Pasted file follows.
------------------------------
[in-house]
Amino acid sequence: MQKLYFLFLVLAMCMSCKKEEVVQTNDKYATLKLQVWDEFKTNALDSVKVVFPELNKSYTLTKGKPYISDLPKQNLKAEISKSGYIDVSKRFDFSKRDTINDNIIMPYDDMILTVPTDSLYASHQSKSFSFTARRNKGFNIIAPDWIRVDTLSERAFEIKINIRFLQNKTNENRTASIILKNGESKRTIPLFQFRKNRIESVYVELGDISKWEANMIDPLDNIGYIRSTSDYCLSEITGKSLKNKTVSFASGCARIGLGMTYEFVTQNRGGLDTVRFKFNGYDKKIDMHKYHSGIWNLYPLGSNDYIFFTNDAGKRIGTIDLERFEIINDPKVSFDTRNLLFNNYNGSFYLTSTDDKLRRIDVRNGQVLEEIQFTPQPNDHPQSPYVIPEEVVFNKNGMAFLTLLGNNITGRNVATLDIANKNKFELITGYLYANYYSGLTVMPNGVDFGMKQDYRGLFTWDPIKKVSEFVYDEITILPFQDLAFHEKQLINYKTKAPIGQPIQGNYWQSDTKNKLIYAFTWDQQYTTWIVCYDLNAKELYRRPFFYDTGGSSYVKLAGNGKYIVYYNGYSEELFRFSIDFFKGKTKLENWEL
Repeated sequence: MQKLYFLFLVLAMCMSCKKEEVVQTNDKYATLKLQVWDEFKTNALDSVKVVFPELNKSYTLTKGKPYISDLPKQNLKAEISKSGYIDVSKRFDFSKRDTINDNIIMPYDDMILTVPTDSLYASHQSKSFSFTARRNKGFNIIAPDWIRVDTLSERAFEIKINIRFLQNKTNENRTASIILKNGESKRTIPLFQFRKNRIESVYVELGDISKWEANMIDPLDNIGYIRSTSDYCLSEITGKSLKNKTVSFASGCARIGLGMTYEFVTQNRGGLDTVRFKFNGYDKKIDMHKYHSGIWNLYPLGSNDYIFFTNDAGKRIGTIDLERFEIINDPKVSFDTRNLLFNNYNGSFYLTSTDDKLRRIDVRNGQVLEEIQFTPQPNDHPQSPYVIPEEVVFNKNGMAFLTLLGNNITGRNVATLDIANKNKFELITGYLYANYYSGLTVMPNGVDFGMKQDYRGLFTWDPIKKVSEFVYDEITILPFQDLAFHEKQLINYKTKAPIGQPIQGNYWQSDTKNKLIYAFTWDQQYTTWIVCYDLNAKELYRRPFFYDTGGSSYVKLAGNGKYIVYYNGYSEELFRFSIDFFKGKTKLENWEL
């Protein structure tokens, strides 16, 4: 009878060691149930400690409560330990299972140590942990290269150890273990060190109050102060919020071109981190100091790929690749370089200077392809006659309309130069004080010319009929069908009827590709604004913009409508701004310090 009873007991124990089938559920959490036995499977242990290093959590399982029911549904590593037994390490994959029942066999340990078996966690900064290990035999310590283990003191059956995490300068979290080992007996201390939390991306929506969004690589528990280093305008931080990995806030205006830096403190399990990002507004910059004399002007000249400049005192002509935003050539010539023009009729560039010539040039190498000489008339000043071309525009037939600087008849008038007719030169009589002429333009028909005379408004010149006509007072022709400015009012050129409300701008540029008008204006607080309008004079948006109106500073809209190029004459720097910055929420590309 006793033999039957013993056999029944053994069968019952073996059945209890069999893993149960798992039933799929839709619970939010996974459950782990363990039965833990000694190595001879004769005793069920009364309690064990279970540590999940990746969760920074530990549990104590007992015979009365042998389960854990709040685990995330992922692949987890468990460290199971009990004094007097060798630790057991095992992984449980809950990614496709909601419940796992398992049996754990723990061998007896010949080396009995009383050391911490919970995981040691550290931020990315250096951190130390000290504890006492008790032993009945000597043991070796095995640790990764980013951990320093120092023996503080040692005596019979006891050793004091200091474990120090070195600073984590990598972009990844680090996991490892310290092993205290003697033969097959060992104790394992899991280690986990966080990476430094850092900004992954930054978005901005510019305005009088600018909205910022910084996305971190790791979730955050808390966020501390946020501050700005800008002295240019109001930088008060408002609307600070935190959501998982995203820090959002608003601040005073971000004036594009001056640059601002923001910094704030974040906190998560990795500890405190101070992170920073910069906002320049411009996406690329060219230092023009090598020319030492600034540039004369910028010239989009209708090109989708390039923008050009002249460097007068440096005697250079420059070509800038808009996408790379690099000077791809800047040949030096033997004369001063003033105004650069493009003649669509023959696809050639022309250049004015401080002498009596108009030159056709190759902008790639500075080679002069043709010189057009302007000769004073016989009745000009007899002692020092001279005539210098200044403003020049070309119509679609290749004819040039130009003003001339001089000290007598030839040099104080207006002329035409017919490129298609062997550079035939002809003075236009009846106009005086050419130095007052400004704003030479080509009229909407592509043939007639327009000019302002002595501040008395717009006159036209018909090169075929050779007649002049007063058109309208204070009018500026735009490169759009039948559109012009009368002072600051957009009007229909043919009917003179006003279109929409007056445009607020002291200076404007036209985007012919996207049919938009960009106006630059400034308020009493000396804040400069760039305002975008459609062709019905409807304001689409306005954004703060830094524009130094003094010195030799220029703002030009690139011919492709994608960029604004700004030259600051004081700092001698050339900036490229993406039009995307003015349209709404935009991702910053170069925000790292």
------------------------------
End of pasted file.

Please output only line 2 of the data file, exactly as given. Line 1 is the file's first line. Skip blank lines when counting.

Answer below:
Amino acid sequence: MQKLYFLFLVLAMCMSCKKEEVVQTNDKYATLKLQVWDEFKTNALDSVKVVFPELNKSYTLTKGKPYISDLPKQNLKAEISKSGYIDVSKRFDFSKRDTINDNIIMPYDDMILTVPTDSLYASHQSKSFSFTARRNKGFNIIAPDWIRVDTLSERAFEIKINIRFLQNKTNENRTASIILKNGESKRTIPLFQFRKNRIESVYVELGDISKWEANMIDPLDNIGYIRSTSDYCLSEITGKSLKNKTVSFASGCARIGLGMTYEFVTQNRGGLDTVRFKFNGYDKKIDMHKYHSGIWNLYPLGSNDYIFFTNDAGKRIGTIDLERFEIINDPKVSFDTRNLLFNNYNGSFYLTSTDDKLRRIDVRNGQVLEEIQFTPQPNDHPQSPYVIPEEVVFNKNGMAFLTLLGNNITGRNVATLDIANKNKFELITGYLYANYYSGLTVMPNGVDFGMKQDYRGLFTWDPIKKVSEFVYDEITILPFQDLAFHEKQLINYKTKAPIGQPIQGNYWQSDTKNKLIYAFTWDQQYTTWIVCYDLNAKELYRRPFFYDTGGSSYVKLAGNGKYIVYYNGYSEELFRFSIDFFKGKTKLENWEL